When the title character appears to Jimmy, it seems to be in response to a situation he just can’t win. To me, it’s as if his subconscious creates this dream character to help Jimmy through this. Unfortunately for those around him, Wise Monkey is made entirely out of Jimmy’s suppressed resentment for his wife, her children and his life in general.
Where the story takes a hard turn (and where it maybe goes off the rails a little bit) is how Wise Monkey wants Jimmy to fight back. That his subconscious would want to react with violence against Zack was a little surprising, that he would want to also inflict harm on Alice and Susie was hard to swallow.
I don’t know if it was me but I didn’t see any of this being set up at all during the rest of the story. Jimmy responds to every challenge in his life with hard work and perseverance and now this situation arises and he hardly tries at all before deciding just to wipe the slate clean (and throw everything else he worked so hard for away).
I can see the desire for a shocking ending, and I was shocked, but I needed some foreshadowing or something I could understand better the second time reading it.
90% of this story is excellent and I am not even sure the ending is wrong it just seems like they are 2 parts forced together. I really enjoyed Jimmy as a character right up until the last dream. He seemed like an awkwardly normal person just trying to do the best he can and make the most of what he has. That was wonderfully done. Then he crumbled completely and I never saw the cracks.
“Waking Slumber” by Joseph Devon – Great opening paragraph. There is an almost conversational tone to this story. I found myself reading it out loud as I went almost without thinking about it.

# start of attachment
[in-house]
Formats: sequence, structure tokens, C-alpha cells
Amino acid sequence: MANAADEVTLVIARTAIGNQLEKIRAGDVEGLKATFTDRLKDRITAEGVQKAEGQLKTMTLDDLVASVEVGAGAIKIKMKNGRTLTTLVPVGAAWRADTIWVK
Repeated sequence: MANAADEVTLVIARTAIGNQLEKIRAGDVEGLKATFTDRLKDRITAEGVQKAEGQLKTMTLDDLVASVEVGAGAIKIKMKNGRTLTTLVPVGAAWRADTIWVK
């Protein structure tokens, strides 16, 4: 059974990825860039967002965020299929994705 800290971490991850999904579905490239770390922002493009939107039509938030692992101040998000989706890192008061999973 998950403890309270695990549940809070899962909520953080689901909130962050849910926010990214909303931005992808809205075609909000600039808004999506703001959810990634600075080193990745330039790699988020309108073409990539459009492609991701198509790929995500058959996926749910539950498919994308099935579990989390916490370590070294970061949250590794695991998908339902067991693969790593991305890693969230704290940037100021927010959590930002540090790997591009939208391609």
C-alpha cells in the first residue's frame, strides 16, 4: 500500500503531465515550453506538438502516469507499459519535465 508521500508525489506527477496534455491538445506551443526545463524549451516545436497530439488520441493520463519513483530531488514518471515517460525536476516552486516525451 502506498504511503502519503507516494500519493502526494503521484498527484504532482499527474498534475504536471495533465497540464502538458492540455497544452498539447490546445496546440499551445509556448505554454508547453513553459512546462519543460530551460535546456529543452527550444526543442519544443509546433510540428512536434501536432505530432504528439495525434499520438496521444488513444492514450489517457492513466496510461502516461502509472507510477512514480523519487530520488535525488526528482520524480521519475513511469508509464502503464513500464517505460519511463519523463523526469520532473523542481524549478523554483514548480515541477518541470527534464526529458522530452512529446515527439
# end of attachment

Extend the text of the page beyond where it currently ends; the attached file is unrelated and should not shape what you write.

I enjoyed the contrasts between the dying man of today and the screaming monster of yesterday. How the narrator’s early life has set him up to fail in so many ways and no matter how hard he tries he just can’t seem to break free.
I know the narrator has spent years hating, fearing the man who was his father and now to see him so weak and vulnerable he can’t understand it all. The dreams that come and show him his life and all the things he has tried to forget make him even more confused.
The use of the bathrooms and the showers was great. We’ve all had those dreams where you go through your morning routine then wake up and have to do it all over again. Well, at least I have.
The desperation and frustration that runs through this story is wonderful. The line “I never wake up in a good place because I never woke up in a good place” sums it all up so beautifully.
The pacing in this story was well done also. It feels like a man dealing with a major life change. His mind races and then slows only to race off again.
The story did leave me with a question or two, and I don’t think I would have wanted them answered. This is one of those cases where my wanting to know more engages me with the story at a higher level. I wonder if this man is successful in his life or if his father’s shadow has extended into his professional life also. I want to know where the mother is, if she was there and allowed the monster or if she escaped earlier. Did she leave because of the monster or did her leaving (or dying) help create the monster?
Another week where I’m sure you’ve guessed my vote by now, but to spell it out; this week my vote goes to the story that affected me more, “Waking Slumber” by Joseph Devon.
Joseph Devon is the winner by judge’s decision! Congratulations Joseph!
Thank you B.T. Joy for once again stepping into the arena. We look forward to seeing you back someday.
Let’s see what our audience has to say.
That was pretty close, but our audience agrees with the judges. This seems to be a difficult for everyone to pick. Joseph might be the winner but B.T. put up a heck of a fight.
Well folks, be sure to come back next week as we let the genie out of the lamp!